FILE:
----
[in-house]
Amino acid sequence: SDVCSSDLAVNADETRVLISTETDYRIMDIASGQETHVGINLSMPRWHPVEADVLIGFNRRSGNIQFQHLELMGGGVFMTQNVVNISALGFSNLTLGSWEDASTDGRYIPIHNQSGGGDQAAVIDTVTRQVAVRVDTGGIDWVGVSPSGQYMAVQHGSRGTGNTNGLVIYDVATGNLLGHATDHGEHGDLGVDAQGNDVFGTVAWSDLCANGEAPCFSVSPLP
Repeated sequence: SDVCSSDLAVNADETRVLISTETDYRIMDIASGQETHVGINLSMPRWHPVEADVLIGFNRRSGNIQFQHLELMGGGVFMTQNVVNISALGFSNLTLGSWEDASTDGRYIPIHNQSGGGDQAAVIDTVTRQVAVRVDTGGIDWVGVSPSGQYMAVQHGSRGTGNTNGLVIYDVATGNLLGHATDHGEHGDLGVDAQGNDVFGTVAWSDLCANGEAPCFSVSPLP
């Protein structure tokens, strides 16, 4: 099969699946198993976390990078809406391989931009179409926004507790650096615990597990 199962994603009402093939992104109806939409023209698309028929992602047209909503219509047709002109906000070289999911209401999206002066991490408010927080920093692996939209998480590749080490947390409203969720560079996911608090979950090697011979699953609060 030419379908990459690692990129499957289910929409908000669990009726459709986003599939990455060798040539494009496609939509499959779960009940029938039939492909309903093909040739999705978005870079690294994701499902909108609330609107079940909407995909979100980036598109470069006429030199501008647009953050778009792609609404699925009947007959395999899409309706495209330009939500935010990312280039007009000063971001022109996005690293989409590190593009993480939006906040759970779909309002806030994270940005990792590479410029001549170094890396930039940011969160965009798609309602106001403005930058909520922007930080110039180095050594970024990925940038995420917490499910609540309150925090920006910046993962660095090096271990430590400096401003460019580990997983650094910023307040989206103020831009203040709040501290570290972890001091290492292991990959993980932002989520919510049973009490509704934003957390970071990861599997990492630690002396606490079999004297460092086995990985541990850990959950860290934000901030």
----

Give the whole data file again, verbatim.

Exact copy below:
[in-house]
Amino acid sequence: SDVCSSDLAVNADETRVLISTETDYRIMDIASGQETHVGINLSMPRWHPVEADVLIGFNRRSGNIQFQHLELMGGGVFMTQNVVNISALGFSNLTLGSWEDASTDGRYIPIHNQSGGGDQAAVIDTVTRQVAVRVDTGGIDWVGVSPSGQYMAVQHGSRGTGNTNGLVIYDVATGNLLGHATDHGEHGDLGVDAQGNDVFGTVAWSDLCANGEAPCFSVSPLP
Repeated sequence: SDVCSSDLAVNADETRVLISTETDYRIMDIASGQETHVGINLSMPRWHPVEADVLIGFNRRSGNIQFQHLELMGGGVFMTQNVVNISALGFSNLTLGSWEDASTDGRYIPIHNQSGGGDQAAVIDTVTRQVAVRVDTGGIDWVGVSPSGQYMAVQHGSRGTGNTNGLVIYDVATGNLLGHATDHGEHGDLGVDAQGNDVFGTVAWSDLCANGEAPCFSVSPLP
């Protein structure tokens, strides 16, 4: 099969699946198993976390990078809406391989931009179409926004507790650096615990597990 199962994603009402093939992104109806939409023209698309028929992602047209909503219509047709002109906000070289999911209401999206002066991490408010927080920093692996939209998480590749080490947390409203969720560079996911608090979950090697011979699953609060 030419379908990459690692990129499957289910929409908000669990009726459709986003599939990455060798040539494009496609939509499959779960009940029938039939492909309903093909040739999705978005870079690294994701499902909108609330609107079940909407995909979100980036598109470069006429030199501008647009953050778009792609609404699925009947007959395999899409309706495209330009939500935010990312280039007009000063971001022109996005690293989409590190593009993480939006906040759970779909309002806030994270940005990792590479410029001549170094890396930039940011969160965009798609309602106001403005930058909520922007930080110039180095050594970024990925940038995420917490499910609540309150925090920006910046993962660095090096271990430590400096401003460019580990997983650094910023307040989206103020831009203040709040501290570290972890001091290492292991990959993980932002989520919510049973009490509704934003957390970071990861599997990492630690002396606490079999004297460092086995990985541990850990959950860290934000901030």